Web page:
A Frolic of His Own | Criticism

This literature criticism consists of approximately 11 pages of analysis & critique of A Frolic of His Own.
This section contains 3,262 words
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SOURCE: "Down by Law," in The New Republic, Vol. 210, No. 6, February 7, 1994, pp. 27-30.

[Birkerts is an American critic and educator. In the following review, he discusses the plot and structure of A Frolic of His Own, noting the volume's relationship to Gaddis's previous works.]

In recent years we hear William Gaddis spoken of in tones of breathless adoration—the outlaw late modernist, the father-figure to a generation of American novelists, the overcoat from which Pynchon, Gass and others emerged—or not at all. It is a difficult fate for the working novelist, who has not had the chance to be discussed and evaluated by readers alongside the critics. The reason is simple, and it somewhat indicts us as a culture: Gaddis is very difficult to read. In his second novel J. R., which followed the more traditionally difficult The Recognitions (1955) by two decades, he announced a prose style...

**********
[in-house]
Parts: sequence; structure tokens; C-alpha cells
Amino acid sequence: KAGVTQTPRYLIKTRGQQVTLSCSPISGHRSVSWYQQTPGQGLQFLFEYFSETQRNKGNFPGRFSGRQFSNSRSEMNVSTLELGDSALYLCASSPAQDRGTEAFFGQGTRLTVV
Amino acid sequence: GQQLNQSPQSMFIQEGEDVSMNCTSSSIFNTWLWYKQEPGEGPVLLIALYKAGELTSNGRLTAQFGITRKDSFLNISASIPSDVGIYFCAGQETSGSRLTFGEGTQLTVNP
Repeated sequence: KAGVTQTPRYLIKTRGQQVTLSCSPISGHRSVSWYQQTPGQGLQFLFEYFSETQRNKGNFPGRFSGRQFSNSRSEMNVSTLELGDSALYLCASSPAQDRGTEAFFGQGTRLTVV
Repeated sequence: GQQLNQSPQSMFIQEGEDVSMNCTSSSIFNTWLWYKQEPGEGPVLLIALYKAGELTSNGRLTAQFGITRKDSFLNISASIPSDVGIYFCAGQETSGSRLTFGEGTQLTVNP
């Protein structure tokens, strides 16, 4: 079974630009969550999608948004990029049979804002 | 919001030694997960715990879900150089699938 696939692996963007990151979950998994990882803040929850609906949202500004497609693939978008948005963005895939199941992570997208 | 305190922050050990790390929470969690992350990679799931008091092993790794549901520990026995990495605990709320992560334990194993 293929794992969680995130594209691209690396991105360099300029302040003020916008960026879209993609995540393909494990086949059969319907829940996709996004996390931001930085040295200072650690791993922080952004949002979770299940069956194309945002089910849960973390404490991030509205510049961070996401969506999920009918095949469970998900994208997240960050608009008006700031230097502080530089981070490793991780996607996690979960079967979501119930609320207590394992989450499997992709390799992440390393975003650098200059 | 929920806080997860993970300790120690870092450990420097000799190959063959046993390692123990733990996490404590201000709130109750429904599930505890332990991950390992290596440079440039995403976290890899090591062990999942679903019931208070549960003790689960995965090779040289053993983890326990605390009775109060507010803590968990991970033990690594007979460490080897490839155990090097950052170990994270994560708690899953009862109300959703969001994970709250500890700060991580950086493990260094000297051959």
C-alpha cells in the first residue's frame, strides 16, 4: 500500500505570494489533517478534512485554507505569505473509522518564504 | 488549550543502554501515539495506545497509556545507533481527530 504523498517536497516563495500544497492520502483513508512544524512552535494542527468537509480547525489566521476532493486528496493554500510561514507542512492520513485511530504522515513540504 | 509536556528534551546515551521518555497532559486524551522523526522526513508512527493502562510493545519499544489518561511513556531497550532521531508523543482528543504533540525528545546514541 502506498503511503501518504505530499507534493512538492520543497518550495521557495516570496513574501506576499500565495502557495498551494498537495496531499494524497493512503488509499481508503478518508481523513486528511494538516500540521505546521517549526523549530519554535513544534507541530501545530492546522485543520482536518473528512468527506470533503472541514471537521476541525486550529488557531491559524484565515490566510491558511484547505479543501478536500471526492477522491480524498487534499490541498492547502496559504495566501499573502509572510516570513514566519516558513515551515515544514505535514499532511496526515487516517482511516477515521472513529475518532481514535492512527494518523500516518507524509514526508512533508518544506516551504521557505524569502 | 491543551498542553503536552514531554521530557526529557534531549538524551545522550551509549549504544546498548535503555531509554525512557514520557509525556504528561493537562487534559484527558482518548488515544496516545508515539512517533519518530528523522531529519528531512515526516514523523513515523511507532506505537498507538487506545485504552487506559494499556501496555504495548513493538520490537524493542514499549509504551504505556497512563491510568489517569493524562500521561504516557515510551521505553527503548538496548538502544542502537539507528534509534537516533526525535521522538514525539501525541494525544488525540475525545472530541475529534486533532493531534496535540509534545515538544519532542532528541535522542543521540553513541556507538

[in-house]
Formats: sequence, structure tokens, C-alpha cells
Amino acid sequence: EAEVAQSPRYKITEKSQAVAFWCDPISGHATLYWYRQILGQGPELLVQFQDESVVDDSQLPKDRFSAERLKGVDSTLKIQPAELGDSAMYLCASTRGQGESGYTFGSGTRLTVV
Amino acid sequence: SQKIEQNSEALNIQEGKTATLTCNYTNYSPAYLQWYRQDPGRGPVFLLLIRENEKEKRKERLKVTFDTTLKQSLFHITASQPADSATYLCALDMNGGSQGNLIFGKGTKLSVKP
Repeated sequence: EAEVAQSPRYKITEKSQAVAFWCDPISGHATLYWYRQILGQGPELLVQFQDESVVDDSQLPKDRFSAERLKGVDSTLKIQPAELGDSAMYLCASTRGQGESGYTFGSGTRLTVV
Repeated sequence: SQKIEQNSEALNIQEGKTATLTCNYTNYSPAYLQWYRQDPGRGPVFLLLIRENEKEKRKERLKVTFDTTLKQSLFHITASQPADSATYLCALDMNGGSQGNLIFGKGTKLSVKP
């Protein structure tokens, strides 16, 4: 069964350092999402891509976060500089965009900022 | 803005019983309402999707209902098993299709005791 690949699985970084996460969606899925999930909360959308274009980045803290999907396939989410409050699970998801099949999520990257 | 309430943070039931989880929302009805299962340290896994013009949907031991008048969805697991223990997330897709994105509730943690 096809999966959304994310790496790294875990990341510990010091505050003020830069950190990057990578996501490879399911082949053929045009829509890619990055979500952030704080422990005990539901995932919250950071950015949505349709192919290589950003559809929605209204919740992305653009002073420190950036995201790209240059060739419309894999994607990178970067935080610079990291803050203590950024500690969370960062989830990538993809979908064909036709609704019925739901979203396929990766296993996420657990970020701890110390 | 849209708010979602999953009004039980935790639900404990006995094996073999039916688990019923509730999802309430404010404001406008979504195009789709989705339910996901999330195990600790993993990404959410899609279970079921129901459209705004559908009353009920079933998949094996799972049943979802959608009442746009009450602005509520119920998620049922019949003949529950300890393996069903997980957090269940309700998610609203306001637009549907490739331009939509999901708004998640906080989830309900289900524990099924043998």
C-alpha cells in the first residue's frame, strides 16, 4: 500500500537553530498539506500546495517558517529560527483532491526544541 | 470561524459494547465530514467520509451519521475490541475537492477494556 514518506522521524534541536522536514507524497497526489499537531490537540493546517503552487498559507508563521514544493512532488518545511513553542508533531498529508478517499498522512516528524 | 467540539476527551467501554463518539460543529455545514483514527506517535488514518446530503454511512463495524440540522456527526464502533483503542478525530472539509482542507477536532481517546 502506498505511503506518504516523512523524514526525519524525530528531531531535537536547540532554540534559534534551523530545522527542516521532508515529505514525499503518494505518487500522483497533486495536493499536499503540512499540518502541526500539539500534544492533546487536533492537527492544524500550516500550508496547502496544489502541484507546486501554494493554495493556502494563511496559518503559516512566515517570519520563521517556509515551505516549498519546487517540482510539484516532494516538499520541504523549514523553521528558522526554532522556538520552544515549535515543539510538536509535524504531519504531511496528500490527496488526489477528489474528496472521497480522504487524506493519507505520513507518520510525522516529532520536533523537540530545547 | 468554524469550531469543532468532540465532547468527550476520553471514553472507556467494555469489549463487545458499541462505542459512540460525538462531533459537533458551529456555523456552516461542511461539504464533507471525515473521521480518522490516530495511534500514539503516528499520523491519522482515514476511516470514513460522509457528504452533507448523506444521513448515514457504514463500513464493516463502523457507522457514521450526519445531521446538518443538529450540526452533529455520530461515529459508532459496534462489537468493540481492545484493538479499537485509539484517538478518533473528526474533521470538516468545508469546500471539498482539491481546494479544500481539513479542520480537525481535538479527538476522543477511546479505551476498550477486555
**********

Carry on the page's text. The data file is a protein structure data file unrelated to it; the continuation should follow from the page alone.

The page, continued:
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This section contains 3,262 words
(approx. 11 pages at 300 words per page)
Buy the A Frolic of His Own
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A Frolic of His Own from Gale. ©2005-2006 Thomson Gale, a part of the Thomson Corporation. All rights reserved.
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